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New Bill of Rights could be 'hugely constructive', chief law officer says

Speculation Geoffrey Cox is angling for role as head of constitutional reform commission

Andrew Woodcock
Political Editor
Wednesday 12 February 2020 18:07 GMT

The replacement of the Human Rights Act with a new Bill of Rights could be “hugely constructive”, the government’s chief law officer has suggested.

And Geoffrey Cox also sparked concerns about political interference in the courts by raising the possibility of a parliamentary committee carrying out interviews of judges before their appointment to the Supreme Court.

The comments prompted speculation that Cox, who has been tipped for the sack in Thursday’s reshuffle, is angling for the job of leading the commission on constitutional reform promised in the Conservative manifesto.

But Downing Street indicated that the attorney general's comments were not a signal of government plans for reform.

Speaking at the Institute for Government in London, Mr Cox declined to say whether he expected to lose his post, saying: “It has been an enormous privilege to do this job. But it is a decision for the prime minister.”

But the QC appeared to suggest that Boris Johnson may struggle to find a high-ranking lawyer to replace him, telling the meeting: “One of the problems that we have at the moment is that our political life is not, as it once used to, attracting senior professionals from the legal profession… The attorney general and the solicitor general’s roles do depend on people of weight and seniority in the profession being willing to go into politics.”

Setting out the argument for a Bill of Rights, Mr Cox said that the European Convention of Human Rights - which was enshrined in UK law through the Human Rights Act - had not won the “affection” of the British people.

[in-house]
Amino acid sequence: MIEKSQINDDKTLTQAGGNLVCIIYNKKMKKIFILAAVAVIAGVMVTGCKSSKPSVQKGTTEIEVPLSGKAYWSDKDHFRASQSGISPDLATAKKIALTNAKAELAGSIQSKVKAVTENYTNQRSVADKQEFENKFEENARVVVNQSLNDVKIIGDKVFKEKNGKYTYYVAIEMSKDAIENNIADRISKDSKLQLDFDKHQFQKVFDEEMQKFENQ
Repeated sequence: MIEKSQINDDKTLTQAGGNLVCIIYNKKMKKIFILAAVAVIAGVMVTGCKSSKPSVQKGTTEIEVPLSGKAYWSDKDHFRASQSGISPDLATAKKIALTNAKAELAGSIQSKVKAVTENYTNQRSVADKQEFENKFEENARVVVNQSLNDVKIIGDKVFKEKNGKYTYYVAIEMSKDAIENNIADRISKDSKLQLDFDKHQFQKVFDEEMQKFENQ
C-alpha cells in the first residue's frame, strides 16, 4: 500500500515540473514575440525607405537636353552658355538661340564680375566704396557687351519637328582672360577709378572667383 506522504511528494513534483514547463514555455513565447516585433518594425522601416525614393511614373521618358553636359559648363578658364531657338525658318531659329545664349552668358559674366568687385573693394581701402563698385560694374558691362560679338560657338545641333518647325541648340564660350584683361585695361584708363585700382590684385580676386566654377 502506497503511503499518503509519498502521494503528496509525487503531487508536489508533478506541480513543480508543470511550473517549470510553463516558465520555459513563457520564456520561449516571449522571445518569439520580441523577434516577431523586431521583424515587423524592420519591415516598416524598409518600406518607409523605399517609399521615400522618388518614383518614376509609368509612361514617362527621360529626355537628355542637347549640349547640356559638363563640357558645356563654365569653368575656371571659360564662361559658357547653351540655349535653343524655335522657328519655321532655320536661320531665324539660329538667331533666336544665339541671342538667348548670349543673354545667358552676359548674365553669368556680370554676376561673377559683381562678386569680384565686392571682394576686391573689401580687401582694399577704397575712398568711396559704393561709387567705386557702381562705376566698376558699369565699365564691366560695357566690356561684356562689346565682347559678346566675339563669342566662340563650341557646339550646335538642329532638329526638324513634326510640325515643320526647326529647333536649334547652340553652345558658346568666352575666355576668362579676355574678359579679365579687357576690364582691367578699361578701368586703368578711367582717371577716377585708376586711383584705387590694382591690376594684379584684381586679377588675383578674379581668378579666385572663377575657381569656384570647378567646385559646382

“I don’t actually think that, save among certain circles, the convention attracts the same affection, do you?” he said. “I think probably not.

“But when we speak of our own Bill of Rights, from the 17th century, there is a genuine affection for it.

‘So if we could produce that sense of ownership of the ordinary people for their Bill of Rights then I think that would be a hugely constructive thing to do.”

Asked if politicians should have a role in choosing Supreme Court justices, he said: “Politically appointed judges are completely off the table.

“However, there’s a case for looking at how Supreme Court judges are appointed… There’s a committee of the Canadian parliament that carries out interviews.”

Supreme Court judges ruled against Boris Johnson's prorogation of parliament in September (AP)

He suggested that the involvement of a joint committee of the Commons and Lords might bolster public confidence in the appointments

His comments come shortly after the Supreme Court infuriated the prime minister by ruling his suspension of parliament unlawful last autumn.

Labour’s shadow attorney general Shami Chakrabarti said: “Whether it’s Brexit or judicial appointments, it would seem that this government is just crazy about ‘Canada style’ deals.

“Geoffrey Cox appeased No 10 this morning with suggested political interviews for Supreme Court judges and threats to judicial review and the Human Rights Act. But a bucketful of maple syrup won’t sweeten the threat that his far-right government poses to the rule of law.”

The prime minister’s official spokesman said: “The manifesto set out that the government is intending to look at aspects of the constitution but I’m not going to pre-empt that work. It is not yet under way.”

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